Writer Seamus Scanlon will be contributing occasional film reviews for this blog. This is his first review. Thanks, Seamus. Ed
Quest for Honor. NR, 67 Minutes, In English and Kurdish with English subtitles, USA/Iraq, 2009, Mary Ann Smothers Bruni (Dir).
This sobering documentary, which has just had a release in New York and Los Angeles after being screened at the Sundance Film Festival highlights the twisted logic and bleak cruelty behind honor killings – a pernicious misnomer if there ever was. These murders estimated at over 5,000 per year by the UN is likely to be higher since reporting, detection and follow up judicial intervention is unlikely since they are community crimes where the concept is tolerated by the community and because these murders are family affairs which are difficult to unravel even if the police and judicial system were active in combating this murders.
The murders are usually committed by the woman’s own family after a family council, where the victim may be present. The father or male guardian (brother, cousin, uncle, grandfather) of the woman or girl child is the murderer. The murders are done to atone for the woman/girl child besmirching so called family honor. The murders restore family honor.
These transgressions can be minor like, talking to boys, being too Western, refusing to abide by arranged marriages (often to male relatives decades older), keeping company with men, keeping company with me from different social classes, sexual relations with men.
There is fairly anemic follow up the authorities in general in Muslin countries but justice is more vigorous in Europe and North America but can be easy to conceal since the family of origin will not be requesting police assistance to locate a missing daughter, wife, mother, aunt, cousin. Killings include live burial, drowning and may include torture and rape.
Most honor killings are carried out in Muslim countries or by Muslim communities in the West. It is a cultural rather than a religious phenomenon that has existed for millennia so it is difficult to counteract. It is part of the larger arid landscape of violence against women and girl children making it perilous to traverse in safety. (See recent study titled Worldwide Trends in Honor Killings by Phyllis Chesler in the Middle East Quarterly; Spring2010, Vol. 17 Issue 2, p3-11.)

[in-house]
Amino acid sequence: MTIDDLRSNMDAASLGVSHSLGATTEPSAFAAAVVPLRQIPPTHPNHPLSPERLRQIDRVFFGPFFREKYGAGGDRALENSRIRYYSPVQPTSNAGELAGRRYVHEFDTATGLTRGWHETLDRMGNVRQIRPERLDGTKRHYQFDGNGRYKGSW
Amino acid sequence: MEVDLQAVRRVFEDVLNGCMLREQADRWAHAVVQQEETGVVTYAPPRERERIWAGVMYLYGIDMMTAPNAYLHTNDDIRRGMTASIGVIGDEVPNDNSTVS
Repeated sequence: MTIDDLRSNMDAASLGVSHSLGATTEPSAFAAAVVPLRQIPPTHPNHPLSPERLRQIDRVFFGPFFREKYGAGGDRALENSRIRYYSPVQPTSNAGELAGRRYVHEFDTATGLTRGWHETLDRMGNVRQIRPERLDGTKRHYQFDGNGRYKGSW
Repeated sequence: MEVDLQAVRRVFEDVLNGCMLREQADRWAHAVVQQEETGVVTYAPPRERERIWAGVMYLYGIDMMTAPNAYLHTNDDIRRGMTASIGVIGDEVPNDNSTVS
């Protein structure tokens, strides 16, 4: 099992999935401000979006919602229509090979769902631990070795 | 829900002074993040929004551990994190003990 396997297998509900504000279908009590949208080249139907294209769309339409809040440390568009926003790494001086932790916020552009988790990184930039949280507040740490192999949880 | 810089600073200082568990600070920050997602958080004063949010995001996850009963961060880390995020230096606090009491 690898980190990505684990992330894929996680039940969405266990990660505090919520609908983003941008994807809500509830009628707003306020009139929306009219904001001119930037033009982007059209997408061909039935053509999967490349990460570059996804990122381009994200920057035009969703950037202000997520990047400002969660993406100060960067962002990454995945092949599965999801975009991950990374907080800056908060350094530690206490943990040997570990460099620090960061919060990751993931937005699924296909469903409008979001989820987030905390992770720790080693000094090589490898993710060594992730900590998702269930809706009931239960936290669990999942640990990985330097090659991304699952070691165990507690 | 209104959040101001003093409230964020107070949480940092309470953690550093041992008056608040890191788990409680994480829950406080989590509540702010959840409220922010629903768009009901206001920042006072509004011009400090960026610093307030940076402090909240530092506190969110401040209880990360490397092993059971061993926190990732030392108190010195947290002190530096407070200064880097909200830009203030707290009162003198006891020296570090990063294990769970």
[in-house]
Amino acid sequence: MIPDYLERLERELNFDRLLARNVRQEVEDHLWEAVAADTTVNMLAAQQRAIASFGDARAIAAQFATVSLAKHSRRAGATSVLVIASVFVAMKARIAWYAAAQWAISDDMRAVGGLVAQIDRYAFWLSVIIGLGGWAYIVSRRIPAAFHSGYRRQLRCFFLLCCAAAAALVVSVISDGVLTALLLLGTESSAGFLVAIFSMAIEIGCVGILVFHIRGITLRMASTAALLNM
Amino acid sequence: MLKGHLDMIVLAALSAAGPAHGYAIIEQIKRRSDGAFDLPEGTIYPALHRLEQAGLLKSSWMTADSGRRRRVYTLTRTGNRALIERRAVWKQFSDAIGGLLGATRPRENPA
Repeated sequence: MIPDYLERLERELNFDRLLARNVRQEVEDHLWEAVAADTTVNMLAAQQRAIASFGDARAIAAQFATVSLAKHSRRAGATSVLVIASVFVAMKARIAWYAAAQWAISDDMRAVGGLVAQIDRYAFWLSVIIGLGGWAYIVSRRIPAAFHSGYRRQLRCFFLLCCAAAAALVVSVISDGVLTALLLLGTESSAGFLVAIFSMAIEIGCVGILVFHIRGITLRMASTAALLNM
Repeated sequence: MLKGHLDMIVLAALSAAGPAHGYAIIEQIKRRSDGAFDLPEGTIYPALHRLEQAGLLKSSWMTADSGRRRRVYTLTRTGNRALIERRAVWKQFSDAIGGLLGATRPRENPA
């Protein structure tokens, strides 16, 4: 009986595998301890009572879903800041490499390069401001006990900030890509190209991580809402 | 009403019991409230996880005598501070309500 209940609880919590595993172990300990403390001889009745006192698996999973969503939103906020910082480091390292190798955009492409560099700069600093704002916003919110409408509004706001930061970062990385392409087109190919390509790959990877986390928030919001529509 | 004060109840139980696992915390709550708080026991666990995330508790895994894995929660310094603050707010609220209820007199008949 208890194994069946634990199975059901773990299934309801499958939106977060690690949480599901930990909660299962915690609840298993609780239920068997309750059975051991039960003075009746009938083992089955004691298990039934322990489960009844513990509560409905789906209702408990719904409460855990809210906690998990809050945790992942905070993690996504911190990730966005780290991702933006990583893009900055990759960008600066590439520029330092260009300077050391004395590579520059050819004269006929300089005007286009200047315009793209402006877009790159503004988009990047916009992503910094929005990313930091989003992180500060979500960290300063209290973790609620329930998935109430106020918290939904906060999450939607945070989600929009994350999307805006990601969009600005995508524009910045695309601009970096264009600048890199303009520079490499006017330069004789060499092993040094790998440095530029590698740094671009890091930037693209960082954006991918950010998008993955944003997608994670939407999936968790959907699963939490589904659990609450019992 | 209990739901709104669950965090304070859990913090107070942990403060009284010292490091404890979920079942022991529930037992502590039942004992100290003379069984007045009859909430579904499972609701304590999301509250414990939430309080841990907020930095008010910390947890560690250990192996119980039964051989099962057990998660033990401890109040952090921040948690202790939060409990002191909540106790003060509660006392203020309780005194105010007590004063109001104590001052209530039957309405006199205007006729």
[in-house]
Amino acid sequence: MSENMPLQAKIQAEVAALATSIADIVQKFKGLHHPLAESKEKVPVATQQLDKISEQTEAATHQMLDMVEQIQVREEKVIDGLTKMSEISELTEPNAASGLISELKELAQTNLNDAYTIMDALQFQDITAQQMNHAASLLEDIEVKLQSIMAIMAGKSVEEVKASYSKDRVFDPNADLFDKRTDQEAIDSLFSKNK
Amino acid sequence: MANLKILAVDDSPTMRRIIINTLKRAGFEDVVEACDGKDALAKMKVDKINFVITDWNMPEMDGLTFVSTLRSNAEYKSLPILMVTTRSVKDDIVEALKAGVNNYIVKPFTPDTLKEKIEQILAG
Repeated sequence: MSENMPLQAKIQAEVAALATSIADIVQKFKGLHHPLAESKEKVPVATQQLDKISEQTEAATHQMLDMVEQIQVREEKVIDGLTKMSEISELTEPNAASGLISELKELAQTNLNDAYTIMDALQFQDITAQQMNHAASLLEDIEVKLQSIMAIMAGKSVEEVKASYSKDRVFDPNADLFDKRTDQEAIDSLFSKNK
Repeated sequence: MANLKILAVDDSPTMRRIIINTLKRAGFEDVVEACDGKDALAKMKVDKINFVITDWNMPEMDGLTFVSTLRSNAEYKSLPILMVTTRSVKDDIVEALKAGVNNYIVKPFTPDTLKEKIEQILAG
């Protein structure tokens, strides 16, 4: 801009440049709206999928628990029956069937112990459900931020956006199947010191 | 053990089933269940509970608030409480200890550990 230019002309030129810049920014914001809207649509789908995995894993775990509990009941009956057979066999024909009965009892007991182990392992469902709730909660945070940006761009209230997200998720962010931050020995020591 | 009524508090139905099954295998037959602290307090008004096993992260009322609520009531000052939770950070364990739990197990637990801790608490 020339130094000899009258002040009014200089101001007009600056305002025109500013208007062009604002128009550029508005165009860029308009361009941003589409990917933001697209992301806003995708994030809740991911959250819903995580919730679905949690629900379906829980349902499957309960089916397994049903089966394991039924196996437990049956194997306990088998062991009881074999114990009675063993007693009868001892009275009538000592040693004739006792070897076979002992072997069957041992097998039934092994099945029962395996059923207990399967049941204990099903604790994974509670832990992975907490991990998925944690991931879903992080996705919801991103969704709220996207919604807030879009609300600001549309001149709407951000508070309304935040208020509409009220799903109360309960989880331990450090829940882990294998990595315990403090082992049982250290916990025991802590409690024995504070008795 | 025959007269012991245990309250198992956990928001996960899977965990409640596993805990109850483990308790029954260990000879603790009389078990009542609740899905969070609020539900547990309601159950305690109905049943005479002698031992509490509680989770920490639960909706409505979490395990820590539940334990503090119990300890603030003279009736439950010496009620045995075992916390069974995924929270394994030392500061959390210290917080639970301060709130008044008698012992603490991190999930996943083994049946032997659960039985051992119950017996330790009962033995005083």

The film crew of this documentary were in the Kurdish area of Iraq on another assignment when a phone call came in about the discovery of a woman’s body which had the hallmarks of an honor killing. The director abandoned the original project to follow the story as it developed. Interviews with family members of the murdered woman including the mother-in-law were disquieting since she condoned the killing although denying involvement. The family of origin usually commit the murders but often after the instigation from the family into which the woman is married. The children of the woman were interviewed and said (especially the son) that she deserved to die thus continuing the cycle for another generation. It was obvious they had been coached because her young daughter said she missed her hugs after just answering that her mother was a ‘bad’ woman.
The film also follows the story of a woman whose husband, cousin and brother tried to kill her. The lethargy of the police and the prosecution did little to convince that she would get justice or even live in safety but the Kurdistan Regional Government (KRG) was not only open, but was extremely helpful to the film makers. The KRG itself is fighting the problem of “honor killing” with laws by creating better safe houses and establishing a special Agency to Prevent Violence Against Women
Official Website: http://questforhonor.com/home/
PHOTO OF HONOR KILLING VICTIM IN MOVIE
PHOTO OF HONOR KILLING VICTIM IN MOVIE
[URL FOR YOUTUBE VIDEO QUEST FOR HONOR]
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[URL FOR HONOR KILLING VIDEO FROM CNN]
[CORRSPONDING HTML EMBED CODE FOR HONOR KILLING VIDEO FROM CNN]